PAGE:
In a sign that consumers are becoming more wary about their credit reports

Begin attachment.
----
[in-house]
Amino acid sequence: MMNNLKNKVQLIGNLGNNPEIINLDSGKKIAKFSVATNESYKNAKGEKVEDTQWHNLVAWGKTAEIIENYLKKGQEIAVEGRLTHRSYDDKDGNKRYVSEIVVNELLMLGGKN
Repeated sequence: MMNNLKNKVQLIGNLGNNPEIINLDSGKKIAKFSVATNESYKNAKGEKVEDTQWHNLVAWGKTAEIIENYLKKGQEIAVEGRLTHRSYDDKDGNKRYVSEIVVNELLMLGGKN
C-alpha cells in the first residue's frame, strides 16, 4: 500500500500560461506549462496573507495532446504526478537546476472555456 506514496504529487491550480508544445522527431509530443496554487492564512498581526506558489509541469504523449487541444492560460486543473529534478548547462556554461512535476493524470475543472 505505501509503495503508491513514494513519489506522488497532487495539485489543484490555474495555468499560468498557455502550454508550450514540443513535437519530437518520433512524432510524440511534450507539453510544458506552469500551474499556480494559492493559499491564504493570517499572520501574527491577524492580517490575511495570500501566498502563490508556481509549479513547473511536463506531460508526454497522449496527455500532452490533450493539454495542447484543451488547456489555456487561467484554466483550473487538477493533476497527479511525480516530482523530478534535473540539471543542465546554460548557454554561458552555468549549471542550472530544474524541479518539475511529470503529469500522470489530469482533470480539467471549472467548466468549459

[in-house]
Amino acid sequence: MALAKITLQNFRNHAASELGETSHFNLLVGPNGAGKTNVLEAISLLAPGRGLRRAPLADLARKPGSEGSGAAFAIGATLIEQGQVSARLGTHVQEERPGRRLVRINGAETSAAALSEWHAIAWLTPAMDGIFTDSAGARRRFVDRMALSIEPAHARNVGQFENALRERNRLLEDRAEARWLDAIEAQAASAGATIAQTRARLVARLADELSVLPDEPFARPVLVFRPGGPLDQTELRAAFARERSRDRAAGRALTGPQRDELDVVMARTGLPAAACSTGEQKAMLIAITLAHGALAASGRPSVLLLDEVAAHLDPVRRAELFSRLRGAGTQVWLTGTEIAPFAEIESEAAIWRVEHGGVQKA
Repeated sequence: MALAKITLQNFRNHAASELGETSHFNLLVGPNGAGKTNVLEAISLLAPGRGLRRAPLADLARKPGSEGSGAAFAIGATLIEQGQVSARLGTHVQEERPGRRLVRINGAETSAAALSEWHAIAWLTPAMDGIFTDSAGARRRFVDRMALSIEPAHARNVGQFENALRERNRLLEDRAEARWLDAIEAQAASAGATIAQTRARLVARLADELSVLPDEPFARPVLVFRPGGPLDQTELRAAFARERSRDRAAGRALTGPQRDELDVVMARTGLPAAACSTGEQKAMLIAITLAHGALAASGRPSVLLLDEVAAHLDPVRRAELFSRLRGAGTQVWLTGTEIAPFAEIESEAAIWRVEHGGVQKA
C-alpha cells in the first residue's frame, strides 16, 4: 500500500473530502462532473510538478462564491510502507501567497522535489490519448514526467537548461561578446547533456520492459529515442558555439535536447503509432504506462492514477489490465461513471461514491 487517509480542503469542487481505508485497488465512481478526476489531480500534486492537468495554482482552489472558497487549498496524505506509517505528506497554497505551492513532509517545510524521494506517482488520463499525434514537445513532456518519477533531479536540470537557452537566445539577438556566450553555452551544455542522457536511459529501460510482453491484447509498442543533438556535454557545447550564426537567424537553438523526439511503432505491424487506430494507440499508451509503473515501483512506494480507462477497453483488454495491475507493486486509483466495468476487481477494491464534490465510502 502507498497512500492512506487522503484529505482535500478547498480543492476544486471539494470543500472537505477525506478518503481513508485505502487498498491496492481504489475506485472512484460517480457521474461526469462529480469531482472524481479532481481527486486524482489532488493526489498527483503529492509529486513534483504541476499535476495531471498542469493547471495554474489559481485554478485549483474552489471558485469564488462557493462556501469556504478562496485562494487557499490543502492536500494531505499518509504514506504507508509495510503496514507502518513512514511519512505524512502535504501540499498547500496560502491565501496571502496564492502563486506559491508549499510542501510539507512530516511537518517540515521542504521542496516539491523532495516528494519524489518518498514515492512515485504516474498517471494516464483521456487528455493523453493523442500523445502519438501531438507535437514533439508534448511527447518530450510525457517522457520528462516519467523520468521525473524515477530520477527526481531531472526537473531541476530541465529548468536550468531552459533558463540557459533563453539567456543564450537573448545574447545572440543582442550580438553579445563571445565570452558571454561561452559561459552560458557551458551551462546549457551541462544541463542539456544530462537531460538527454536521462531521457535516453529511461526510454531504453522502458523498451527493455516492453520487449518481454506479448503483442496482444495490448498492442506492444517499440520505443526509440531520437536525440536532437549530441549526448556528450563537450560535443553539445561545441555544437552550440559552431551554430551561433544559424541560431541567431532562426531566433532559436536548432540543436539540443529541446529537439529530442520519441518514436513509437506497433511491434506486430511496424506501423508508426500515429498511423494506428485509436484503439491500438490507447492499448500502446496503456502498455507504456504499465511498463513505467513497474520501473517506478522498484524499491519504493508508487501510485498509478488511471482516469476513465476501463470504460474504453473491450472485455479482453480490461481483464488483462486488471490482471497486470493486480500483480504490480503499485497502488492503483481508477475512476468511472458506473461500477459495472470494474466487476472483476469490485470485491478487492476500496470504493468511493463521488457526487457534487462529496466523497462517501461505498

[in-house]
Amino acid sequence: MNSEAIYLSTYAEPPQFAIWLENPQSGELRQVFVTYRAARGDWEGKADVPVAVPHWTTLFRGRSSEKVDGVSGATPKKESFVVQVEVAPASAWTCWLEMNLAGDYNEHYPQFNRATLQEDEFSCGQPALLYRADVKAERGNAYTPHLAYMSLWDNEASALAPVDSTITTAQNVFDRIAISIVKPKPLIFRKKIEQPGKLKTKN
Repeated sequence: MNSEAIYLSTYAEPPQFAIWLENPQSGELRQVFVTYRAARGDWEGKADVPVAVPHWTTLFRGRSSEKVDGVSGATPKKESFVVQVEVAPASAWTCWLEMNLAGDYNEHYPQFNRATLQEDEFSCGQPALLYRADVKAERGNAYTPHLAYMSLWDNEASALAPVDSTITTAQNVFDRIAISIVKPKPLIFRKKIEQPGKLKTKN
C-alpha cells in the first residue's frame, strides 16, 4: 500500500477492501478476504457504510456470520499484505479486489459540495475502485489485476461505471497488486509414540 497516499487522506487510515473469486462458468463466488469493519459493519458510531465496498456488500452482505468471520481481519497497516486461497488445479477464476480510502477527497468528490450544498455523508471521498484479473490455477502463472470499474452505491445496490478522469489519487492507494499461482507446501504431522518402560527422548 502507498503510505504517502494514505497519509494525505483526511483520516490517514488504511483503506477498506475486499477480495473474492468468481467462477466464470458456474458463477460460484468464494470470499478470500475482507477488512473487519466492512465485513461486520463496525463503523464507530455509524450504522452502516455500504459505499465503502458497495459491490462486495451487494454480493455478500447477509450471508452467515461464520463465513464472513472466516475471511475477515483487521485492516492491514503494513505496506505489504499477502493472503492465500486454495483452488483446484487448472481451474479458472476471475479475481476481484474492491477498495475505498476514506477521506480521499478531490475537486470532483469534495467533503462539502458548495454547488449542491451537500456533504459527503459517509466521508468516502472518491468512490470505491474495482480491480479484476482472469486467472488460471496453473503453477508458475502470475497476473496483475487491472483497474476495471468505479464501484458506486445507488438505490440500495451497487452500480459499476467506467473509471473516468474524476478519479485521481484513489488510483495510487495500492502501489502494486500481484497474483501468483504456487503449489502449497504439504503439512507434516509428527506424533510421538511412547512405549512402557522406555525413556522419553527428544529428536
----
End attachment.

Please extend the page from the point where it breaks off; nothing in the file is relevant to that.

and their personal spending levels, the national credit card delinquency rate fell sharply between the fourth quarter of 2009 and the same time last year. The observation from TransUnion showed that credit card delinquency - a measure by which consumers of bank-issued credit cards are more than 90 days late on payments - dropped 32 percent to 0.82 percent overall. During that same time span, national credit card originations jumped by 19.1 percent, while the fourth quarter of 2010 marked the second straight quarter originations increased. That was the first time since late 2007 there has been growth in that segment. The increases were most notable in Kentucky, Nevada and Arizona, where originations jumped 41.1 percent, 34.3 percent and 29.8 percent, respectively. "The fourth quarter now marks the second time since the recession officially ended in the summer of 2009 that average consumer credit card balances have not declined. However, on a year-over-year basis, these balances still show declines," said Ezra Becker, vice president of research and consulting at TransUnion. By the end of the year, Nevada is forecast to retain the highest delinquency rate, 1.2 percent, while North Dakota will possesses the lowest at approximately 0.4 percent.